Business Overview

Nursery in business for over 30 years producing quality plants including flowering annuals, perennials, lilies, tulips, poinsettias and specializing in hanging baskets. Retail sales begin in April and run through July. With seven retail locations business revenue has grown to over $1,021,000 in 2019 and continued to over $1,300,000 in 2020.


  • Asking Price: $499,500
  • Cash Flow: $174,581
  • Gross Revenue: $1,301,262
  • FF&E: $67,002
  • Inventory: N/A
  • Inventory Included: N/A
  • Established: 1986

Detailed Information

  • Property Owned or Leased:Own
  • Property Included:Yes
  • Building Square Footage:N/A
  • Lot Size:N/A
  • Total Number of Employees:4
  • Furniture, Fixtures and Equipment:N/A
About The Facility:

Main facility includes retail building, 50,000 sq ft of greenhouses, storage area and loading dock all located on 3 acres of land. Newer boiler used to run radiant heat with additional boiler and generator for back up. Two additional commercial lots in neighboring cities of 1.38 and .9 acres with retail buildings on busy highways are included and used for retail sales, great for additional growth. Business has all the equipment to furnish their four additional satellite locations including greenhouses and racking.

Is Support & Training Included:

Will train for 4 weeks @ no cost. No special license needed to operate facility.

Purpose For Selling:

Owners are looking to retire and travel.

Pros and Cons:

No local competition.

Opportunities and Growth:

Great growth potential with both wholesale and retail sales. Additional marketing through both website and social media should help improve sales. Business is well known throughout community for superior plant products.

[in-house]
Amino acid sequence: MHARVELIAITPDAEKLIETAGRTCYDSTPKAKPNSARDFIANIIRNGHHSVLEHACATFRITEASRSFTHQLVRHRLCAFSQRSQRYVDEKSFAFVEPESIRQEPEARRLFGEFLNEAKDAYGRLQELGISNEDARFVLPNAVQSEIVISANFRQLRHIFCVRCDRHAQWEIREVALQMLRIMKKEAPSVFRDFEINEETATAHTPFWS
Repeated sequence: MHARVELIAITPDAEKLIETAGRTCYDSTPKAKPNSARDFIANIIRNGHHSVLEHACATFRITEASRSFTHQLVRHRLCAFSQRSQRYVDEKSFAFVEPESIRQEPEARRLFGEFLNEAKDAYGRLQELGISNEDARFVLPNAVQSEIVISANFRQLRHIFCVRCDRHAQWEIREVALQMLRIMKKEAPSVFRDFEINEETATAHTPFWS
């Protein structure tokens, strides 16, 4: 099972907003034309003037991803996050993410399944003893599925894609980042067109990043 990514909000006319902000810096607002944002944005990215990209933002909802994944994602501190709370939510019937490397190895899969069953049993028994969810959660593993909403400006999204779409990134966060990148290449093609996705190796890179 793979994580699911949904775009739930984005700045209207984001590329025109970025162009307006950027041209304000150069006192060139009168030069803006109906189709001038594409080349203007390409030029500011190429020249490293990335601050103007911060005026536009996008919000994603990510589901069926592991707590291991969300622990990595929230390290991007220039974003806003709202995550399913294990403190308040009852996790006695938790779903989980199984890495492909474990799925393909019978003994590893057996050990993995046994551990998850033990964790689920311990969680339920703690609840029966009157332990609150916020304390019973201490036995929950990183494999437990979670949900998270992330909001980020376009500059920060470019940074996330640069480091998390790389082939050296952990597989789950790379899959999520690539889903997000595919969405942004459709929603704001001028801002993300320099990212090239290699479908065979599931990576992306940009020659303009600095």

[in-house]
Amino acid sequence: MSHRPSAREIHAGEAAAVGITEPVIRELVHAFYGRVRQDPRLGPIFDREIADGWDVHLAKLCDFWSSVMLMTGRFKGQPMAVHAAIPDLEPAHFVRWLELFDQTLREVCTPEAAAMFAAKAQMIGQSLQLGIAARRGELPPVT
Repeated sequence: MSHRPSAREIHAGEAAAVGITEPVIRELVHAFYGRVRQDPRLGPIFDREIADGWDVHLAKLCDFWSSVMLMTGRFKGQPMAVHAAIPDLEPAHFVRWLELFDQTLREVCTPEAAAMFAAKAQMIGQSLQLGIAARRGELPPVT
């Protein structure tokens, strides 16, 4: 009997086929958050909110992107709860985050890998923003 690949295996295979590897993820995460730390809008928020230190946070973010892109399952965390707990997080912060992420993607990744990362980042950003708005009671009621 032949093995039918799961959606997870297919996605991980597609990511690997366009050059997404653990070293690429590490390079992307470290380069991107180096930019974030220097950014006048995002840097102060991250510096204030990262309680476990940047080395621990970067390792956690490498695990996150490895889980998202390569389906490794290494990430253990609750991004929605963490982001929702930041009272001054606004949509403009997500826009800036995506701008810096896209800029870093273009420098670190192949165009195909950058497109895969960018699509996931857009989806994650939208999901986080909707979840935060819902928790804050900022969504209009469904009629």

Additional Info

The venture was started in 1986, making the business 36 years old.

The business has 4 FT/72 PT employees and is located in a building with disclosed square footage of N/A sq ft.

Why is the Current Owner Selling The Business?

There are all sorts of reasons why people decide to sell operating businesses. Nevertheless, the genuine factor vs the one they say to you might be 2 totally different things. For instance, they may claim "I have a lot of various obligations" or "I am retiring". For numerous sellers, these reasons stand. But, for some, these might just be excuses to try to conceal the reality of altering demographics, increased competitors, recent reduction in incomes, or an array of other factors. This is why it is extremely important that you not rely entirely on a seller's word, but rather, utilize the vendor's solution combined with your overall due diligence. This will repaint a more practical picture of the business's existing situation.

Existing Debts and Future Obligations

If the current company is in debt, which many businesses are, then you will certainly have reason to consider this when valuating/preparing your offer. Numerous operating businesses borrow money in order to cover items like supplies, payroll, accounts payable, so on and so forth. Remember that occasionally this can imply that revenue margins are too thin. Lots of companies fall under a revolving door of taking loans as a way to pay back other loans. Along with debts, there may additionally be future obligations to take into consideration. There might be an outstanding lease on tools or the building where the business resides. The business might have existing agreements with suppliers that should be met or may result in penalties if canceled early.

Understanding the Customer Base, Competition and Area Demographics

Just how do operating businesses in the area attract new consumers? Many times, businesses have repeat consumers, which form the core of their everyday revenues. Specific variables such as brand-new competition growing up around the location, roadway construction, and employee turn over can impact repeat clients and also negatively influence future incomes. One vital thing to think about is the area of the business. Is it in an extremely trafficked shopping mall, or is it concealed from the main road? Undoubtedly, the more individuals that see the business often, the higher the possibility to build a returning customer base. A last idea is the general area demographics. Is the business located in a largely populated city, or is it located on the edge of town? Exactly how might the neighborhood median home income influence future revenue prospects?